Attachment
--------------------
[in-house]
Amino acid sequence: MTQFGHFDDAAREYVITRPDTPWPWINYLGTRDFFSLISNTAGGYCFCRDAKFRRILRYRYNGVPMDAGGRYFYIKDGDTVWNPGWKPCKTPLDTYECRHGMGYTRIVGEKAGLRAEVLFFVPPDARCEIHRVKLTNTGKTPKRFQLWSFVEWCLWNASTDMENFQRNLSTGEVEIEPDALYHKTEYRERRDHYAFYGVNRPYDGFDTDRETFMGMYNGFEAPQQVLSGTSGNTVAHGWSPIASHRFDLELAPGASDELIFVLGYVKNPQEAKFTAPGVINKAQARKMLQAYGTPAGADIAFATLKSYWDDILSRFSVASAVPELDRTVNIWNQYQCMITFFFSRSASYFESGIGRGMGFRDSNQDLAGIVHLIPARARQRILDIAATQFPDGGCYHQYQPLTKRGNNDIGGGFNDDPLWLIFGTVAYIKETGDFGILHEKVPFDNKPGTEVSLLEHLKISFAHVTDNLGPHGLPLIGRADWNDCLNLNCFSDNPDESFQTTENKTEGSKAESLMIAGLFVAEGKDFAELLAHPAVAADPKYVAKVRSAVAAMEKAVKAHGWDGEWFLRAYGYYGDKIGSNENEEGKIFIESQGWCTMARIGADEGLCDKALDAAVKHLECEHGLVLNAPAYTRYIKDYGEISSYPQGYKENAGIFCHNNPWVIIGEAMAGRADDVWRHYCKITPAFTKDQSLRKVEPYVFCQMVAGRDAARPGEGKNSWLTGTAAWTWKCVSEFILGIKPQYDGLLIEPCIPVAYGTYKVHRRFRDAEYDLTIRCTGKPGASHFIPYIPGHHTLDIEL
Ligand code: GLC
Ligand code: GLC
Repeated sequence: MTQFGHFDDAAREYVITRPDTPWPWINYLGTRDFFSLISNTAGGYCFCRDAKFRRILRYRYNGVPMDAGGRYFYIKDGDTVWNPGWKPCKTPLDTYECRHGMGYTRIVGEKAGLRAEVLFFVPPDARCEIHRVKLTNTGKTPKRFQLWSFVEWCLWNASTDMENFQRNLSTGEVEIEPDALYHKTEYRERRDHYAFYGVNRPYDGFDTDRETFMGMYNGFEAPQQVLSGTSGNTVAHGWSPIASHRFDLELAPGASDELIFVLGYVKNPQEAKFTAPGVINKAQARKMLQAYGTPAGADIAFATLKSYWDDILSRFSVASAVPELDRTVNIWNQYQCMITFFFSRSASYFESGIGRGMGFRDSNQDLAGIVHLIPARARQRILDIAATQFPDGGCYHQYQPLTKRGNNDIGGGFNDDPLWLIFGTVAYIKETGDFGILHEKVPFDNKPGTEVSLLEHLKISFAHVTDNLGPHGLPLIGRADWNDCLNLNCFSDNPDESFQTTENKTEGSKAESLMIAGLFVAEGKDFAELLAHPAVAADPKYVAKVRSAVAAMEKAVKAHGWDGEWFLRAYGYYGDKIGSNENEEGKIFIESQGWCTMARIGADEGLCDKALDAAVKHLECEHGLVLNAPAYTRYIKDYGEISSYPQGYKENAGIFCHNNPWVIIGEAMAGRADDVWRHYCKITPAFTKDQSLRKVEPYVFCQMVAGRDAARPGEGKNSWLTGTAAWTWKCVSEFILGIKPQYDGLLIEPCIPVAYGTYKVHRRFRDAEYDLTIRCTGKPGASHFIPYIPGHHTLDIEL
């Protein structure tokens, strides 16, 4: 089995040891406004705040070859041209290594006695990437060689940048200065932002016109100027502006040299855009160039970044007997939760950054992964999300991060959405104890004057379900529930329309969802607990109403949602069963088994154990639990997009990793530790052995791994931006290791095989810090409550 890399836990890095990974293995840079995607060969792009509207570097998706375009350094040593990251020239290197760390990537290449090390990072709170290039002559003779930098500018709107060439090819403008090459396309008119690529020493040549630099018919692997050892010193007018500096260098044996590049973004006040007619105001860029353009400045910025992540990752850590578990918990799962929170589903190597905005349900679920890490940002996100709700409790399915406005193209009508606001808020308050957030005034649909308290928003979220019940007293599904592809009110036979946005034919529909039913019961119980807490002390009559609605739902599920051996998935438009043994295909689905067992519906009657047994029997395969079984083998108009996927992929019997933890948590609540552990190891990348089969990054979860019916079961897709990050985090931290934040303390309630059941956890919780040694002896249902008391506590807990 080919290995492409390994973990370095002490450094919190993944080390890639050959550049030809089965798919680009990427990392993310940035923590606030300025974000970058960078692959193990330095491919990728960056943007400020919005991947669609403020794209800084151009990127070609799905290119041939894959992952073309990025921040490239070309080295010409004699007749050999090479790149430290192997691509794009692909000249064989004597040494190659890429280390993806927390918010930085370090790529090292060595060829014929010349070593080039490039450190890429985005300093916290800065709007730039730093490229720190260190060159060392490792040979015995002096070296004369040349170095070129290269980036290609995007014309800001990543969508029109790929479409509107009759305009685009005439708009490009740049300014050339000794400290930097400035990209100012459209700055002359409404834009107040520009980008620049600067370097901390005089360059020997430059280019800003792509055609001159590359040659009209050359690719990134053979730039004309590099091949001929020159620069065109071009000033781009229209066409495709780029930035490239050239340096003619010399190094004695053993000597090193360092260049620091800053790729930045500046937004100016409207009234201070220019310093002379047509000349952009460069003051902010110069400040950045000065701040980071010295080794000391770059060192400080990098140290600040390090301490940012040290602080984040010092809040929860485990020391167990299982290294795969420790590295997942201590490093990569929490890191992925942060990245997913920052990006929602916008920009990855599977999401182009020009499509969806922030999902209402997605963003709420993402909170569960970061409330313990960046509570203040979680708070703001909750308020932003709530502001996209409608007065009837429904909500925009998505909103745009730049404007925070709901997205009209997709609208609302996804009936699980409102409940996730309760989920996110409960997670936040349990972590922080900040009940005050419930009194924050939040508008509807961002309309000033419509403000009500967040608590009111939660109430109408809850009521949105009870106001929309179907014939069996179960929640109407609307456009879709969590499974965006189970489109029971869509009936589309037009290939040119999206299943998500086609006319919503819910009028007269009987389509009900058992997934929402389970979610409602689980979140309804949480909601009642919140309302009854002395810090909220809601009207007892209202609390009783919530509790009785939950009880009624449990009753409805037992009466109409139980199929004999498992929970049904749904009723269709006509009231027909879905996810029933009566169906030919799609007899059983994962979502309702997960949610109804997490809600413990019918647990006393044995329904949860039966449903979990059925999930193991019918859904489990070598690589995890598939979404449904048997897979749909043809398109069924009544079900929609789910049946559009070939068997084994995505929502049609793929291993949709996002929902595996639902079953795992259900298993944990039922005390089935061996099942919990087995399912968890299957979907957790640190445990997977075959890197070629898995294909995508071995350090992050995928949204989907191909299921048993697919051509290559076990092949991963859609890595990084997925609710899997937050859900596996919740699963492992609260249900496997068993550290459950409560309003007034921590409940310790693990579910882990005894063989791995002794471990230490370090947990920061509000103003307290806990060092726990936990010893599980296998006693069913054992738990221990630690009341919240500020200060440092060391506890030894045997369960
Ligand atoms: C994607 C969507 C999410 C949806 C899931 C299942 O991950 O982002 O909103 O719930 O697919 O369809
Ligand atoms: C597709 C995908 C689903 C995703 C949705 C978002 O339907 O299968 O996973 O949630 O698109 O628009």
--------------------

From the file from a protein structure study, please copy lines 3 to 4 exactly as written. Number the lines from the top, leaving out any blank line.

Ligand code: GLC
Ligand code: GLC